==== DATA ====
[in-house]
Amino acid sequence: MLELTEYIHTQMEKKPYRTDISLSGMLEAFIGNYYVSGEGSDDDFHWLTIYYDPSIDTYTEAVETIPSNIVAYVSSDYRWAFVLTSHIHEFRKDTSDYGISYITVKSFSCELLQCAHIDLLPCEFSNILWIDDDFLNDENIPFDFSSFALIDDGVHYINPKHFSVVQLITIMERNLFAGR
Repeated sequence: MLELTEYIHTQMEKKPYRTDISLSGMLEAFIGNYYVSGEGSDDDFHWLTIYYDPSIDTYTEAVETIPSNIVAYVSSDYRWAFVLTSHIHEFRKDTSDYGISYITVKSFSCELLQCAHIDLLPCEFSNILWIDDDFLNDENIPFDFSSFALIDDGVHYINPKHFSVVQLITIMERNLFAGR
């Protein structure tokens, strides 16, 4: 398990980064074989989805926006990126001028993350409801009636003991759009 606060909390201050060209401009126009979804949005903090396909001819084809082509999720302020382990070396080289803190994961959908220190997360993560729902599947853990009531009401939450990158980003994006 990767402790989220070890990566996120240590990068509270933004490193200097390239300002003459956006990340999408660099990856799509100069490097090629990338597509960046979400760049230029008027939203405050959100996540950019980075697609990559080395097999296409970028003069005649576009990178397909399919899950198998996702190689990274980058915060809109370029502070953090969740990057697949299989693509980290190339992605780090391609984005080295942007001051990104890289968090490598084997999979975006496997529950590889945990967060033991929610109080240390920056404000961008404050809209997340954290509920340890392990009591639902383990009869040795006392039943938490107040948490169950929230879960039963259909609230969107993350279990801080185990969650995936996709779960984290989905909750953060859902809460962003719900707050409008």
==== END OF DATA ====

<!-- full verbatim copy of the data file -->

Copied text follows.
[in-house]
Amino acid sequence: MLELTEYIHTQMEKKPYRTDISLSGMLEAFIGNYYVSGEGSDDDFHWLTIYYDPSIDTYTEAVETIPSNIVAYVSSDYRWAFVLTSHIHEFRKDTSDYGISYITVKSFSCELLQCAHIDLLPCEFSNILWIDDDFLNDENIPFDFSSFALIDDGVHYINPKHFSVVQLITIMERNLFAGR
Repeated sequence: MLELTEYIHTQMEKKPYRTDISLSGMLEAFIGNYYVSGEGSDDDFHWLTIYYDPSIDTYTEAVETIPSNIVAYVSSDYRWAFVLTSHIHEFRKDTSDYGISYITVKSFSCELLQCAHIDLLPCEFSNILWIDDDFLNDENIPFDFSSFALIDDGVHYINPKHFSVVQLITIMERNLFAGR
């Protein structure tokens, strides 16, 4: 398990980064074989989805926006990126001028993350409801009636003991759009 606060909390201050060209401009126009979804949005903090396909001819084809082509999720302020382990070396080289803190994961959908220190997360993560729902599947853990009531009401939450990158980003994006 990767402790989220070890990566996120240590990068509270933004490193200097390239300002003459956006990340999408660099990856799509100069490097090629990338597509960046979400760049230029008027939203405050959100996540950019980075697609990559080395097999296409970028003069005649576009990178397909399919899950198998996702190689990274980058915060809109370029502070953090969740990057697949299989693509980290190339992605780090391609984005080295942007001051990104890289968090490598084997999979975006496997529950590889945990967060033991929610109080240390920056404000961008404050809209997340954290509920340890392990009591639902383990009869040795006392039943938490107040948490169950929230879960039963259909609230969107993350279990801080185990969650995936996709779960984290989905909750953060859902809460962003719900707050409008």